Postoperative Care

The K-wire is removed 8 weeks after surgery, and a walking short leg cast then is used for about 2-4 weeks. The author does not generally use a postoperative brace or orthosis for idiopathic CVT. Postoperative bracing is advised for children with myelodysplasia, arthrogryposis, or other syndromes to maintain correction and prevent recurrence.



Complications can occur around the time of surgery (perioperatively) or can manifest early or late in the postoperative period.

Common complications in the perioperative period include infection, wound-healing problems, and skin slough; however, these complications are not unique to CVT.

In the first 1-2 years after surgery, the deformity can recur, usually secondary to undercorrection. Undercorrection can occur because of incomplete talonavicular reduction, insufficient posterior ankle release, or residual forefoot abduction.[16] Recurrence of the deformity can also be attributable to neurologic causes, especially in patients with spina bifida. Kodros and Dias reported a high recurrence rate in patients with spina bifida and believed that in these cases the recurrences might be secondary to a tethered spinal cord or other neurologic abnormality.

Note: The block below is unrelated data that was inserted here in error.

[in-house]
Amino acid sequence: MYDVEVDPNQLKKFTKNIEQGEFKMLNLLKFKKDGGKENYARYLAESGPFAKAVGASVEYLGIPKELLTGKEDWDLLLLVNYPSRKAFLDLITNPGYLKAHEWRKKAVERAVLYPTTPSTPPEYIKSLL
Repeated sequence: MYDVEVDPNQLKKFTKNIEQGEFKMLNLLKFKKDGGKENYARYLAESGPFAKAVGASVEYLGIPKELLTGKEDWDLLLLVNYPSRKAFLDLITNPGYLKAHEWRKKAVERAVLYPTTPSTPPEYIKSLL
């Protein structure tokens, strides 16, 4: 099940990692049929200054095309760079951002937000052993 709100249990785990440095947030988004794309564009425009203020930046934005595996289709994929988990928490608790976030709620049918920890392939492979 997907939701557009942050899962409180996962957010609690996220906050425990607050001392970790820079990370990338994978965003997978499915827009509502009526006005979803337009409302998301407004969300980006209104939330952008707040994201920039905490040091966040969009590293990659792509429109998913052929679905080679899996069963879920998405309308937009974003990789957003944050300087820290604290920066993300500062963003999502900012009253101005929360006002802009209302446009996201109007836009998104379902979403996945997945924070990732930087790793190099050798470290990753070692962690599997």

AVN of the talus is a unique complication of CVT surgery. It was more often reported in the older literature and was associated with the two-stage release and extensive surgery. Subsequent articles by Kodros and Dias,[14] Seimon,[5] Stricker and Rosen,[16] and Mazzocca et al[15] did not report occurrences of AVN of the talus.

Late complications include restricted range of motion of the foot and ankle, which can contribute to calf muscle atrophy. This in turn can lead to easy fatigue of the affected limb.